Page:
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There have been rumors that a Z390 chipset was on its way for some time. Now, thanks to release notes for a version of Intel’s Rapid Storage Technology, we have confirmation of its existence. The document also reveals Intel’s X399 motherboard chipset—a name that’s also used by AMD.
Previous leaks have suggested that the Z390 would arrive in the second half of this year. The chipset looks set to replace the Z370 as the flagship desktop chipset for Coffee Lake.
The document not only confirms that the Z390 is real but also reveals it will support upcoming Cannon Lake processors as well as current Coffee Lake chips. While Coffee Lake is fabricated on the third refinement of the 14nm process (14nm++), Cannon Lake will be the first CPUs to use Intel’s 10nm process.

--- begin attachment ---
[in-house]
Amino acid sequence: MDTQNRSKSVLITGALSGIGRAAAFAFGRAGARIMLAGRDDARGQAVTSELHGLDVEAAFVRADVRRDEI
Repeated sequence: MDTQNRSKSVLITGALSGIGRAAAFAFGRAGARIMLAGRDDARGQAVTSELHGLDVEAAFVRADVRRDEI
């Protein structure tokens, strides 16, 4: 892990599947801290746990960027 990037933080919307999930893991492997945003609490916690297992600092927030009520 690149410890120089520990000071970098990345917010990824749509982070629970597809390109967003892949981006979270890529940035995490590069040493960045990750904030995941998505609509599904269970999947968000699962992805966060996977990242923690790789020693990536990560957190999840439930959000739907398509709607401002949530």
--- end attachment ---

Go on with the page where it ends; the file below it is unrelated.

Intel’s chips have been stuck on the 14-nanometer process since Broadwell launched in 2014. 10-nanometer parts were supposed to arrive in 2016, but Intel only started shipping low volumes of the chips late last year. CEO Brian Krzanich expects “high volume and system availability in the second half of 2018.”
While most people know X399 as the AMD chipset used by Threadripper processors, it seems Intel is also using the name for the successor to its high-end desktop (HEDT) X299 chipset. At last year’s Computex, Intel announced its Core-X processors, which are made up of Kaby Lake-X and Skylake-X architectures and use the LGA 2066 Socket. X399 will support future Cannon Lake and Coffee Lake HEDT processors—expected to be Cannon Lake-X and Coffee Lake-X— and will likely keep the same socket.